Evolutionary Developmental Biology (Evo-Devo)
Puhr, Rosemary , Malcomber, Simon .
Evolution of the flavin monooxygenase/YUCCA SPARSE INFLORESENCE1 lineage in grasses.
The YUCCA gene family catalyzes a broadly conserved pathway for production of the growth hormone indole acetic acid (IAA), the predominant form of auxin in plants. YUCCA genes function in the tryptophan-dependent pathway where they catalyze the conversion of tryptamine (TAM) intermediate to N-hydroxyl TAM. YUCCA genes are functionally redundant in Arabidopsis but have non-redundant roles in grasses and petunia. One YUCCA gene in maize, SPARSE INFLORESCENCE1 (SPI1), has a non-redundant role during reproductive development, but no inflorescence phenotype is reported in RNAi knockdowns of the SPI1 ortholog in rice (OsYUC1). These data suggest SPI1 function and the extent of YUCCA gene redundancy may have changed during the diversification of the grass family. Phylogenetic and comparative genomic analyses show that SPI1 orthologs are restricted to monocots and reside in syntenic chromosomal regions within grasses. RT-PCR expression analyses indicate SPI1 and orthologs are expressed broadly throughout various organs within the plant, though to varying degrees and in a stage-dependent manner. In situ hybridization analyses in diverse grasses demonstrate that SPI1 genes have largely overlapping, localized expression patterns that coincide with sites of local auxin biosynthesis associated with lateral branching. These data suggest that the apparent SPI1 functional diversification is not explained by differing expression patterns and that gene knockdown studies are needed to further characterize the evolution of SPI1 in grasses.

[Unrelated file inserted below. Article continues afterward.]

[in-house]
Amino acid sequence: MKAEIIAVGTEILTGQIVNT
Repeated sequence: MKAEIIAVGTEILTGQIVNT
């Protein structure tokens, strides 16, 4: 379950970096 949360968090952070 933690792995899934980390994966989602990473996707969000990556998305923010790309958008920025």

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1 - California State Univ. - Long Beach, Biological Sciences, 1250 Bellflower Blvd, Long Beach, CA, 90840, USA
2 - CSU - Long Beach, 1250 Bellflower Blvd, Long Beach, CA, 90840, USA
Presentation Type: Oral Paper:Papers for Topics
Location: Lindell D/Chase Park Plaza
Date: Wednesday, July 13th, 2011
Time: 8:45 AM